The film advance mechanism 20 provides an intennittent advance of a film strip 19 through the imaging plane. The mechanism 20 includes a claw member 22 eccentrically mounted by a pin 24 on the side face of a worm gear 26. A pair of parallel legs 28 on the claw member 22 define an openended slot in which is captured a guide rod 30 anchored on the camera chassis. The worm gear 26 is driven by-a drive source (not shown) through shafts 32 and 34, and a set of spur gears 39 and 38. In operation, as the worm gear 26 is driven, a claw 40 on the claw member 22 periodically reaches up and engages one of the perforations 42 in the film strip 19, pulling the film strip 19 down to the succeeding frame. At the bottom version between conventional and color-storage black-andwhite photographic modes without requiring refocusing of the objective lens system in the camera.

It is yet another object to provide a holder for a color-encoding filter which enables the filter to be cleaned quickly and easily or replaced by another having preferred characteristics.

It is still another object to provide a holder for a color-encoding filter and structure cooperative therewith for automatically locating the filter in the proper position on the optical axis and for effecting a light and dust seal for the exposure chamber.

Further objects and advantages of the invention will in part be obvious and will in part become apparent as the following description proceeds. The features of novelty which characterize the invention will be pointed out with particularity in the claims annexed to and forming a part of this specification.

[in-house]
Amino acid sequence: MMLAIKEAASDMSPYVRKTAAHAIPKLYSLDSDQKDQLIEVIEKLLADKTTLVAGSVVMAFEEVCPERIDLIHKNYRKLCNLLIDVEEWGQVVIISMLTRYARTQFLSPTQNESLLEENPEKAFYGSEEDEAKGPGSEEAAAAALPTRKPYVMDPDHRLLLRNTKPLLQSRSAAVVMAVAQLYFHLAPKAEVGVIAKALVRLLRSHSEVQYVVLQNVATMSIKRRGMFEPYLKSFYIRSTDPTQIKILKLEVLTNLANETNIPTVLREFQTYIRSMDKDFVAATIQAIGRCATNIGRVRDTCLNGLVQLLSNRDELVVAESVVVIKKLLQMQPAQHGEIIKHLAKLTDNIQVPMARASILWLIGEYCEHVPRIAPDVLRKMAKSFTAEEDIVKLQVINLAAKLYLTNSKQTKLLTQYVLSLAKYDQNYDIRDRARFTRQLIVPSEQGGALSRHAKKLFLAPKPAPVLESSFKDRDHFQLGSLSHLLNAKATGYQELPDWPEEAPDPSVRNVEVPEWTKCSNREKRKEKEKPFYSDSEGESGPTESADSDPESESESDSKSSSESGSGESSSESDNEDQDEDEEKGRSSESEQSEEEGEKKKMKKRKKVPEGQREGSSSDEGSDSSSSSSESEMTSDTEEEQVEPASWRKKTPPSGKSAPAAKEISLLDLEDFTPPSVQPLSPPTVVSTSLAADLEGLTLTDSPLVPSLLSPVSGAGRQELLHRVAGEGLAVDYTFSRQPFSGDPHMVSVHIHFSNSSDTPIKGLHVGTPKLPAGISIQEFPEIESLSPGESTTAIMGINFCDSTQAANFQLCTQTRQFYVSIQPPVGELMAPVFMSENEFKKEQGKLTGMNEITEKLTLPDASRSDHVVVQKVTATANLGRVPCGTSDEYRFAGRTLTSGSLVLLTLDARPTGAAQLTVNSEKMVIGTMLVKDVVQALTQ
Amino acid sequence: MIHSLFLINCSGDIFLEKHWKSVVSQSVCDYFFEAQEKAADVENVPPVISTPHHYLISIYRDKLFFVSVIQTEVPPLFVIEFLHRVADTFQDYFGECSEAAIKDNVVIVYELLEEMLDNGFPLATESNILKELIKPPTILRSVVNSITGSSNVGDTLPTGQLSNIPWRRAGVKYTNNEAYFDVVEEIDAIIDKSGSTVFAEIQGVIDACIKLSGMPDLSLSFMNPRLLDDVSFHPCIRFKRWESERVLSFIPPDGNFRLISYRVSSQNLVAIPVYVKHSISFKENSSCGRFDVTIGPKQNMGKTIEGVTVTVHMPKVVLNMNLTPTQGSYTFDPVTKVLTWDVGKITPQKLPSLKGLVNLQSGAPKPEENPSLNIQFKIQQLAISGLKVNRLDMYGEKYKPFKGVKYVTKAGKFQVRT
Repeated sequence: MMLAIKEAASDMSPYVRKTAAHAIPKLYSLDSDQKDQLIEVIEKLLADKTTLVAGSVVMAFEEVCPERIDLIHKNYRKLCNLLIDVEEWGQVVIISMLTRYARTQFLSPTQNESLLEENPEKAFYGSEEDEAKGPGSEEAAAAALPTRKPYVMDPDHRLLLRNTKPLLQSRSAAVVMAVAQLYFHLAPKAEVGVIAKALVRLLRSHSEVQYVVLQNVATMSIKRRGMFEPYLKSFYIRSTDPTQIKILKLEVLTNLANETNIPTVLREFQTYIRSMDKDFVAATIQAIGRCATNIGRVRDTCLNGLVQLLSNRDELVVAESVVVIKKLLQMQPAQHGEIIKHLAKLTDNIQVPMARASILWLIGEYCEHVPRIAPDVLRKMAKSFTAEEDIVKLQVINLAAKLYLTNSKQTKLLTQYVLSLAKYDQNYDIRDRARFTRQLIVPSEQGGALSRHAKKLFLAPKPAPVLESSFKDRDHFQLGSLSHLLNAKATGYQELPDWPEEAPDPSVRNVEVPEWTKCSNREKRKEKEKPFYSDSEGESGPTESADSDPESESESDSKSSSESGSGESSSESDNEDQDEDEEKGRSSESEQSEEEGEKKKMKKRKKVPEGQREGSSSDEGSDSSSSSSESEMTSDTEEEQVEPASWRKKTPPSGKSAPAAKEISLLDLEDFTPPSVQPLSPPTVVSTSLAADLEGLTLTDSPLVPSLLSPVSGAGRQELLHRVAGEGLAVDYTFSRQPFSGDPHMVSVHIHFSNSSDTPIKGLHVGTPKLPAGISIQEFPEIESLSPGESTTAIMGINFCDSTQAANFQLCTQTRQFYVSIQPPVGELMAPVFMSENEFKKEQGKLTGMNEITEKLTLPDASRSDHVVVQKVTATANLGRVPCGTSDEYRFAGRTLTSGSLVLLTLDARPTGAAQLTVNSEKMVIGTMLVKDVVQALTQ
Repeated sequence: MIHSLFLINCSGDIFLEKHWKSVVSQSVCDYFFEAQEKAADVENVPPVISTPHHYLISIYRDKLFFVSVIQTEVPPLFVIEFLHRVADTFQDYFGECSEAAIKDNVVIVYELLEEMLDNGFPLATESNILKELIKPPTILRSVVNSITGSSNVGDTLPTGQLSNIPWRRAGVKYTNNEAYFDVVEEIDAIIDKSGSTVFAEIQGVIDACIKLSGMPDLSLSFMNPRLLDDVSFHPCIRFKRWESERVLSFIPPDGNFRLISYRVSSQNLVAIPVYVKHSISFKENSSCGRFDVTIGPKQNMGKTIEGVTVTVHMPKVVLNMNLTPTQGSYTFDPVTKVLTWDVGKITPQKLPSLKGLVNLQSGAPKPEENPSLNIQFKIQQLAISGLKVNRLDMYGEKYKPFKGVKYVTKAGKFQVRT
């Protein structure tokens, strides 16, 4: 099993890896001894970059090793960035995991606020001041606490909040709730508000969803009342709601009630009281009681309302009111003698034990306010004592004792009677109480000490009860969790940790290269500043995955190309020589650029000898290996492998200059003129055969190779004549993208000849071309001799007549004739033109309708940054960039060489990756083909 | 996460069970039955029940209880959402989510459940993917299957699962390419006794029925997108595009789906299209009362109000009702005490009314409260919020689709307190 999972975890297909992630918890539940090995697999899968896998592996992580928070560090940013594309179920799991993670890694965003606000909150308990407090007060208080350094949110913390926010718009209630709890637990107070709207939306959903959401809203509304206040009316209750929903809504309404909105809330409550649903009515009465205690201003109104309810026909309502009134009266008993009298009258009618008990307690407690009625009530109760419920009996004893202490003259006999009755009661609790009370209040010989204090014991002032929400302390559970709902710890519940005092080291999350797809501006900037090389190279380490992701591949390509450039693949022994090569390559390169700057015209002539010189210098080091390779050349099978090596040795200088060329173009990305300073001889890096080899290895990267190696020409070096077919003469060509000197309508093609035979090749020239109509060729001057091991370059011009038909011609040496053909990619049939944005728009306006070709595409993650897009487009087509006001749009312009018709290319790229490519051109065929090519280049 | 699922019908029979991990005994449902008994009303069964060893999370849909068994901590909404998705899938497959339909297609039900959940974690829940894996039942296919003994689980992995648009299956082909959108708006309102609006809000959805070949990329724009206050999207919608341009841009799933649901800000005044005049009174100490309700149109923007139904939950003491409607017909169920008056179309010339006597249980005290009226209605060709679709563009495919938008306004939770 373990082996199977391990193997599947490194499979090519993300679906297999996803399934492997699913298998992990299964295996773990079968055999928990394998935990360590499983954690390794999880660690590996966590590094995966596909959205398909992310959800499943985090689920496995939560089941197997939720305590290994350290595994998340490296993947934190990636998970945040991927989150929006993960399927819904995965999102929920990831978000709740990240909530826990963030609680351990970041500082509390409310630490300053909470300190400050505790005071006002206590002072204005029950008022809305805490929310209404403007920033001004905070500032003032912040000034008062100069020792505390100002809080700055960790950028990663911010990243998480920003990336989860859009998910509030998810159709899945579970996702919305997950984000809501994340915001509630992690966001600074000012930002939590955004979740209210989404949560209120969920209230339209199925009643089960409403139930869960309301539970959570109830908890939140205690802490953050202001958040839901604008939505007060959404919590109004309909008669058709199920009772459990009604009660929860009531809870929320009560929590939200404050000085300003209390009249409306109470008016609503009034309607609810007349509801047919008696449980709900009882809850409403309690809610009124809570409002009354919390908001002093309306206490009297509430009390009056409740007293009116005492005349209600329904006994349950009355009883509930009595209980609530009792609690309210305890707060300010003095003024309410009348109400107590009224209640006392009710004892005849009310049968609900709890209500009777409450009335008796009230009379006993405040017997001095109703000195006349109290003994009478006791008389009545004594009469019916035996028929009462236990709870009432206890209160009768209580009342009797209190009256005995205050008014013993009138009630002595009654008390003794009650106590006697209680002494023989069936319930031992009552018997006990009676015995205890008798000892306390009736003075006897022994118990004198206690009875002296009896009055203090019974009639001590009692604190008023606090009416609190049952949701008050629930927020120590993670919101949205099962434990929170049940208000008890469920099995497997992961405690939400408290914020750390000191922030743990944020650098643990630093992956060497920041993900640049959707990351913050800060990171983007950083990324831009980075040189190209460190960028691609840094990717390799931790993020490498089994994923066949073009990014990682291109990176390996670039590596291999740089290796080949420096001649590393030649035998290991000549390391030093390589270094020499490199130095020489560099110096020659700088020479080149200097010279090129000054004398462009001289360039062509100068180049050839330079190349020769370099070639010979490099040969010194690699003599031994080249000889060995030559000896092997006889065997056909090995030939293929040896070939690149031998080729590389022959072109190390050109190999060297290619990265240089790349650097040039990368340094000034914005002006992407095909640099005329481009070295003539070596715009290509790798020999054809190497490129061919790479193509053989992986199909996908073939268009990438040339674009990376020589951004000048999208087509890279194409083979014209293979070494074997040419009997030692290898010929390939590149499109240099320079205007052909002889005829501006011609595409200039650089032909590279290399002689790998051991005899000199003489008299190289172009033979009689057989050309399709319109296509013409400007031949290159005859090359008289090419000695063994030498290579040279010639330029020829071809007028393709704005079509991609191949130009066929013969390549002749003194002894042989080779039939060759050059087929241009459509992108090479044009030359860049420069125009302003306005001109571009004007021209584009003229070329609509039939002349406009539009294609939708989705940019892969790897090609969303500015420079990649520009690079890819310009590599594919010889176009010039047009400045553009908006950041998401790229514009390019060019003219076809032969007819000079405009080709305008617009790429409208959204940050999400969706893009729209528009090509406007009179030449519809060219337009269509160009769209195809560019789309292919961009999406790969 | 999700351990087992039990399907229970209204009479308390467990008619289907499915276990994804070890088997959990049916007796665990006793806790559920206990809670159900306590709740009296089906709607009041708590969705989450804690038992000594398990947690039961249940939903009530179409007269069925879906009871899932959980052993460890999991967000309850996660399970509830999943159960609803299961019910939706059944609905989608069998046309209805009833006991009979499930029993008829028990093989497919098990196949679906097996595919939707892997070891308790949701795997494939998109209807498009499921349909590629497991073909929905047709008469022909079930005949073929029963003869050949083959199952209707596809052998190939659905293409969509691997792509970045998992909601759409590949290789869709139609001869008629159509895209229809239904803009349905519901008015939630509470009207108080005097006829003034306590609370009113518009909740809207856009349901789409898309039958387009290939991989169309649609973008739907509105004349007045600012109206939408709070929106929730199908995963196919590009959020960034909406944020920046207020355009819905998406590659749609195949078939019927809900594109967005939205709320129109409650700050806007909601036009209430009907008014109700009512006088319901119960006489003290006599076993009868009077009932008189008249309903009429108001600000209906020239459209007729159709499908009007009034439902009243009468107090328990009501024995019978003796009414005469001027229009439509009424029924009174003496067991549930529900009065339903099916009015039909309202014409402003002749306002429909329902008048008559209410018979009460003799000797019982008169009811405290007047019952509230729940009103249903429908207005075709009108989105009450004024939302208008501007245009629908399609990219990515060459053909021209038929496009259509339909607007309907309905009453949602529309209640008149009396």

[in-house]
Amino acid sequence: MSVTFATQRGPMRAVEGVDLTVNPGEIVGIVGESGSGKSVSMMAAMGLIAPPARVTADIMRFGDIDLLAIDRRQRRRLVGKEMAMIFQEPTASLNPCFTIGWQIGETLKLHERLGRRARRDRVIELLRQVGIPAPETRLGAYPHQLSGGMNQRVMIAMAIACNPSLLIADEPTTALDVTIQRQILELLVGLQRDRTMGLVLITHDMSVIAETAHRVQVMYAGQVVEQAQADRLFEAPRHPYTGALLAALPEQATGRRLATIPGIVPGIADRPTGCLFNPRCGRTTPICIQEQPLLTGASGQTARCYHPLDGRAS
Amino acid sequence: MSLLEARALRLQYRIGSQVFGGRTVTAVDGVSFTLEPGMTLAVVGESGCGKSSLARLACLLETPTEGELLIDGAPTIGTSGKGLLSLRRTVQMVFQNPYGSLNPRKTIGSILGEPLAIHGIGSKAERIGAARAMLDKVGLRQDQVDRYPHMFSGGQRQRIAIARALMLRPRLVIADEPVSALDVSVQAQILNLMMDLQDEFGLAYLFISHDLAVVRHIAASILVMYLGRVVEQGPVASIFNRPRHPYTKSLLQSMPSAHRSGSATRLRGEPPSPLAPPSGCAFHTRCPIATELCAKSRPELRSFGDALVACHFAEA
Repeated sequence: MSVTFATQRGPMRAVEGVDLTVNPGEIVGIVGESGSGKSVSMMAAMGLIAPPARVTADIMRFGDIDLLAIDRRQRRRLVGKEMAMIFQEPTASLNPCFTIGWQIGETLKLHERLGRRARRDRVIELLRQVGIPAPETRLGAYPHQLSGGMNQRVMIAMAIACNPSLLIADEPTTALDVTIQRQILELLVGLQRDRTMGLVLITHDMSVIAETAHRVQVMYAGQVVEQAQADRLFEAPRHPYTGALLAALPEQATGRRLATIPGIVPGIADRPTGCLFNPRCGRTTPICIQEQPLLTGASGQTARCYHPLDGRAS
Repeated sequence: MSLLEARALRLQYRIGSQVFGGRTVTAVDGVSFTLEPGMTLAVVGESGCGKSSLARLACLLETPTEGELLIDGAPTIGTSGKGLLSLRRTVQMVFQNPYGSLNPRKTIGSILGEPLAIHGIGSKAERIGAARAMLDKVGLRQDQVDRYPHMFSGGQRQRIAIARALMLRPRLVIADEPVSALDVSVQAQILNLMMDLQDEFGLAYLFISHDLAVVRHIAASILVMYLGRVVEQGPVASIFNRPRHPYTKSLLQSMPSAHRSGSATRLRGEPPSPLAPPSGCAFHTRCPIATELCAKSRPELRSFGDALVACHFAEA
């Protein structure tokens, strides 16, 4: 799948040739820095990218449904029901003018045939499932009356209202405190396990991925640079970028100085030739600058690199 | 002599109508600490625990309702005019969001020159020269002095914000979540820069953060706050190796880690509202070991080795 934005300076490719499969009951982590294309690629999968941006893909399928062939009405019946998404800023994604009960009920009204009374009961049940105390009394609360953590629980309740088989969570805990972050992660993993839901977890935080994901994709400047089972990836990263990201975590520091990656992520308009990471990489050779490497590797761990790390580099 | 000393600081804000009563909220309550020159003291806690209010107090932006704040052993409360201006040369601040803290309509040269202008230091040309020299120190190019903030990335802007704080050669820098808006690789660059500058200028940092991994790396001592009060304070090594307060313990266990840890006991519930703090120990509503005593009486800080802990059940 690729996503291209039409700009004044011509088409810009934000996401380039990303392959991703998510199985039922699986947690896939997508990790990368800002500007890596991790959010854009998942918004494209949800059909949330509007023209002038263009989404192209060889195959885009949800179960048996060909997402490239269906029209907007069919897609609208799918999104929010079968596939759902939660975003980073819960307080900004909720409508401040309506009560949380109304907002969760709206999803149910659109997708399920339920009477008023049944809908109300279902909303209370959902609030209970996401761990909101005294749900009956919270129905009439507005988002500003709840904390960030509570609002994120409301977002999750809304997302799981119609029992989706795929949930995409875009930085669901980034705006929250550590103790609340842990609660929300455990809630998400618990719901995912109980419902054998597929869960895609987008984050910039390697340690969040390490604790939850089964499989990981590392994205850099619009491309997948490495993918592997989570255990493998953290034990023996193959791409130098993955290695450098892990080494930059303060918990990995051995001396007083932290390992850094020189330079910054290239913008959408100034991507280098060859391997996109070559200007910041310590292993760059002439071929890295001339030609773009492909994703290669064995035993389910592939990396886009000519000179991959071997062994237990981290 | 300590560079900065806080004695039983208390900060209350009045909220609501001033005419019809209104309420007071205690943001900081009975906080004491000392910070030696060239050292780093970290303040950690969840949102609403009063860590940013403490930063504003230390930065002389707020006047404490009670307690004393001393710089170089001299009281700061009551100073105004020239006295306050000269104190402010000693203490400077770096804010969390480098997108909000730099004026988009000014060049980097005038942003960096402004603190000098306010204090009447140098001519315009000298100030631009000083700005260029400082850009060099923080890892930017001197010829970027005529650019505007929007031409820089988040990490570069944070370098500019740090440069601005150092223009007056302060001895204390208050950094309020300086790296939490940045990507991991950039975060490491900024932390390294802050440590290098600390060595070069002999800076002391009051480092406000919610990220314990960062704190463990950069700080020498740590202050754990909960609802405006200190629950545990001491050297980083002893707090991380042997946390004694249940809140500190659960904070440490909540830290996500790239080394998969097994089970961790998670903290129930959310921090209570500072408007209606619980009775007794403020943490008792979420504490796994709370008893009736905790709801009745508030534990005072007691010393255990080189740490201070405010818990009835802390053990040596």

BRIEF DESCRIPTION OF THE DRAWINGS of a cine camera incorporating one of the many possible im-" plementations of the invention;

of the pull-down stroke, the eccentric motion of the claw member 22 causes the claw 40 to be withdrawn from the engaged perforation, freeing the claw member 22 for recycling to begin the nextpull-downstroke.

A slight but constant bias is applied to the film strip 19 at all times by a bias arm 50 acting on a pressure plate 52 registered with the exposure aperture 12. The bias arm 50 is mounted for rotation about a screw 54 and is angularly biased in the counter-clockwise direction by a torsion spring 56.

In accordance with an invention of mine disclosed and claimed in US. Pat. No. 3,479,l 14, the pressure plate 52 carries a pressure-transmitting insert 58 preferably comprising a block of stainless steel having an extremely smooth pressuretransmitting surface projecting from the forward plane of the pressure plate 52 for engagement with the film strip 19. The pressure-transmitting area on the insert 58 is substantially coextensive with the exposed area of strip 19.